Donald Ritchie, author of Reporting from Washington: The History of the Washington Press Corps, Our Constitution, and The Congress of the United States: A Student Companion, reflects on Walter Cronkite’s death. Ritchie has been Associate Historian of the United States Senate for more than three decades.
The veteran news anchor Walter Cronkite died disappointed with the trends in network evening news programs since his retirement in 1981. Cronkite had aspired to make the CBS Evening News the New York Times of television, but after he left the air he thought the program went tabloid, reducing serious coverage of foreign and national events in favor of human interest stories, health and consumer reporting. He regarded this as “trivializing,” and lamented the general decline in standards of television news.
The root of problem was the limited time available for news in a half-hour format. Cronkite had begun anchoring when the network news had just fifteen minutes a night, following or preceding fifteen minutes of local news from the network’s affiliates. Over the Labor Day weekend in 1963, CBS inaugurated the half-hour format, featuring Cronkite interviewing President John F. Kennedy at Hyannisport. NBC used CBS’s initiative to overcome resistance from its own affiliates and expand its popular Huntley-Brinkley Report to a half hour. Soon afterwards, surveys showed that more Americans relied on TV than newspapers as their chief source of news. But even at a half hour, with seven minutes subtracted for commercials, there were only twenty-three minutes for news. Cronkite’s program devoted an average of eight minutes each night to its Washington bureau, whose stellar squad of correspondents–including Roger Mudd, Dan Rather, Marvin Kalb, Daniel Schorr, Nancy Dickerson, Bernard Shaw, and Leslie Stahl–jockeyed for air time. They boasted that their deadline of 6:30 PM EST became the deadline for the entire federal government.
Cronkite wanted to expand his news program to an hour, opening with hard news and then turning to lighter features. Even at the height of network domination in the 1960s and ‘70s, half of all television owners never bothered to watch the evening news and only one in fifty watched the network news every night. News drew its viewers from older, better-educated, middle- and upper-income professionals, who were disproportionately male. To expand their audience the networks needed to attract more women, racial and ethnic minorities, and younger people–consumers that advertisers were anxious to reach. The networks’ affiliates pioneered with local news programs heavy on crime, disaster, scandal, celebrities, and sports, which Cronkite dismissed as more show business than news reporting. No matter, local news grew so profitable that the affiliates resisted his efforts to expand network news to an hour.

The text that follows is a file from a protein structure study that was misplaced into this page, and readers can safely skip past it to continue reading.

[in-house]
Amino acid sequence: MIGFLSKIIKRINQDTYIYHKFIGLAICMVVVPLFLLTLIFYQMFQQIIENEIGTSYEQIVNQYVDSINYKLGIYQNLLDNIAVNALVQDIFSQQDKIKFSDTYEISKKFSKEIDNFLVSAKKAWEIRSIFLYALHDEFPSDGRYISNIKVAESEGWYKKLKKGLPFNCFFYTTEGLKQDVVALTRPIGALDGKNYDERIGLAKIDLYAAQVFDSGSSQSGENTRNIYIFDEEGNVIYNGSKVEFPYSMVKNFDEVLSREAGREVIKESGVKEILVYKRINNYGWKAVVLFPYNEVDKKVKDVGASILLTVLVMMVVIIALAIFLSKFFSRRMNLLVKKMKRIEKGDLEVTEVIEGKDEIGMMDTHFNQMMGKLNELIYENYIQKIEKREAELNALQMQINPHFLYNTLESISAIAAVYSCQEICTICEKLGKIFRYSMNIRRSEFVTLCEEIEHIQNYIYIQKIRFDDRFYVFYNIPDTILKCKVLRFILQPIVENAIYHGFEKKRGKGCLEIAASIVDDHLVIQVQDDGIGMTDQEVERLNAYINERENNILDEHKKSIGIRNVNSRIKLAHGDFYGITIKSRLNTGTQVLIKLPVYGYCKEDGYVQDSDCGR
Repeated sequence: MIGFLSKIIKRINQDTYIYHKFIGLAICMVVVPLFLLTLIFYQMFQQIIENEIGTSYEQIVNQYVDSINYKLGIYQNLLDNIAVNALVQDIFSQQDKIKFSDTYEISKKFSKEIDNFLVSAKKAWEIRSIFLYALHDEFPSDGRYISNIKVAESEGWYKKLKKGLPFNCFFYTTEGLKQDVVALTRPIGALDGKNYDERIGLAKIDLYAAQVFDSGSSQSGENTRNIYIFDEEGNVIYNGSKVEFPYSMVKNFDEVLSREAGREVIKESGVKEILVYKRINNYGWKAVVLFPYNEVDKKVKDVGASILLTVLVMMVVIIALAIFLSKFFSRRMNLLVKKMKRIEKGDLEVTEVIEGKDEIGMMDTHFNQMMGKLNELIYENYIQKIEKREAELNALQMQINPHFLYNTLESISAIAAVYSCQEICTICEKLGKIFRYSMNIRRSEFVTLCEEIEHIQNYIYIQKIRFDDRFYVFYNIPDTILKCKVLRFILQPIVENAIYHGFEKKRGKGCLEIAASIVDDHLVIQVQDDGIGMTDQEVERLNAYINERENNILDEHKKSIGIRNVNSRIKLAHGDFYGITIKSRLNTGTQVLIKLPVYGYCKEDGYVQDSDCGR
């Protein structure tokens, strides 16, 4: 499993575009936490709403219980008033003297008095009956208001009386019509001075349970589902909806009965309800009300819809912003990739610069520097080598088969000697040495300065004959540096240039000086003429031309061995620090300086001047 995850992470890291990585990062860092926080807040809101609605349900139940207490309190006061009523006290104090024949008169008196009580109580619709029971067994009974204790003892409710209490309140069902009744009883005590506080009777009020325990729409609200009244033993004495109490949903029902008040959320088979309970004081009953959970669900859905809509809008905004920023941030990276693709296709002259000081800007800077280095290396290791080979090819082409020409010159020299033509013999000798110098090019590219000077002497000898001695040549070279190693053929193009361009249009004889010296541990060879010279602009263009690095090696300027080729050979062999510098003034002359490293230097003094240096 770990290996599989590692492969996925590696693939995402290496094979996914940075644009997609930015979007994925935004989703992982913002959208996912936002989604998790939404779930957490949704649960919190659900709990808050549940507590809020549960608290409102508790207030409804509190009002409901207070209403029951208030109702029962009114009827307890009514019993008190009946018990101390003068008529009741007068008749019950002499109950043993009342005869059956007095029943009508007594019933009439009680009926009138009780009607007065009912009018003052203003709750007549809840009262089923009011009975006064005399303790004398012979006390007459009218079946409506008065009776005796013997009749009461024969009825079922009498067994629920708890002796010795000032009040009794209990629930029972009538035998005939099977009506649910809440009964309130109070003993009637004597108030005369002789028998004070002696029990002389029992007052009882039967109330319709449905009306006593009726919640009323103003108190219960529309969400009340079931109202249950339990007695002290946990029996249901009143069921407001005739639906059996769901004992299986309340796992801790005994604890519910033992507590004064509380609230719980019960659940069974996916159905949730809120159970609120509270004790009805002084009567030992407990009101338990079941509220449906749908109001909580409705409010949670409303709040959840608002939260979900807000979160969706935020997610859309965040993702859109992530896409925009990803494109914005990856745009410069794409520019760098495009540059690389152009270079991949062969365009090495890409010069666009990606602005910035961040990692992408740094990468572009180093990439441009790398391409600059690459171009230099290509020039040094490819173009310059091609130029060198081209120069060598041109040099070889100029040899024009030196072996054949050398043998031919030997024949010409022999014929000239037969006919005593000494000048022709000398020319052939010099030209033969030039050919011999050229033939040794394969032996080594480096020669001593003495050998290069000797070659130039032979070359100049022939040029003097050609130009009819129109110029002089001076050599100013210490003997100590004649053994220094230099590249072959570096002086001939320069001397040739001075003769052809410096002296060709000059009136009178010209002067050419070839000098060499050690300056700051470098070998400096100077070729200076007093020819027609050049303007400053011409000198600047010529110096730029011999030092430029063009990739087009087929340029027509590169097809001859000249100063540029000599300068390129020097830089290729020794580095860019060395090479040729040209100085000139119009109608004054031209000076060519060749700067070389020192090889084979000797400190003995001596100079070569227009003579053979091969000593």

The passing of the old era became evident as early as August 16, 1977, when Elvis Presley died. ABC News–being managed by the sports producer Roone Arledge–led off with Presley, while on CBS Cronkite opened with a report on the pending Panama Canal treaty. (Compare that to the way all of the networks covered Michael Jackson.) With Cronkite’s retirement, the local news approach finally penetrated the CBS Evening News. Cable networks challenged the three original networks–whose share of the news audience shrank from 98 percent in the 1960s to less than half today–and Cronkite lamented that too often the newcomers replaced sober news analysis with “polarizing diatribes.” He regretted that networks’ business managers replaced serious news documentaries with “trashy syndicated ‘news’ shows” on prime time. The Federal Communications Commission dropped the public service requirements for broadcast licensing, and the networks’ new corporate owners saw news budgets as ripe for trimming. CBS’s Washington bureau, which employed 21 correspondents at its peak under Cronkite, shrank to nine by the end of the twentieth century. Meanwhile, a new generation of news consumers was turning to the Internet as its major source, abandoning the evenings news along with the newspaper. The number of patent medicines sponsoring the evening news clearly demonstrate its aging demographics. “And that’s the way it is,” Cronkite had famously signed off his program, but what he saw of television news was not the way he wanted it to be.